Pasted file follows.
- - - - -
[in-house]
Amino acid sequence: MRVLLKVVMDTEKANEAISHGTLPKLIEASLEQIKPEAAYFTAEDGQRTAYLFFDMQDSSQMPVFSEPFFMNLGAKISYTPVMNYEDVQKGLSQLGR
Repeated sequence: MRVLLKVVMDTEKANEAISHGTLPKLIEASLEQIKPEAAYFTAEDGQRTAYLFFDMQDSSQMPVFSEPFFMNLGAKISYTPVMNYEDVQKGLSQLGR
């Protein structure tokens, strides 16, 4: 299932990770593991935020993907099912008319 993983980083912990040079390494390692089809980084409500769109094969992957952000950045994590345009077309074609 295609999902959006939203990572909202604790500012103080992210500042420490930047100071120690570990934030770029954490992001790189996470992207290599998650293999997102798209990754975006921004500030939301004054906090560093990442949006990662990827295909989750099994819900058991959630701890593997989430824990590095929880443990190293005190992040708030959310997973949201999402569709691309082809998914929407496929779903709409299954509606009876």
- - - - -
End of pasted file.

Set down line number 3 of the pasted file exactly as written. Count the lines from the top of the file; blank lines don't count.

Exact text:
Repeated sequence: MRVLLKVVMDTEKANEAISHGTLPKLIEASLEQIKPEAAYFTAEDGQRTAYLFFDMQDSSQMPVFSEPFFMNLGAKISYTPVMNYEDVQKGLSQLGR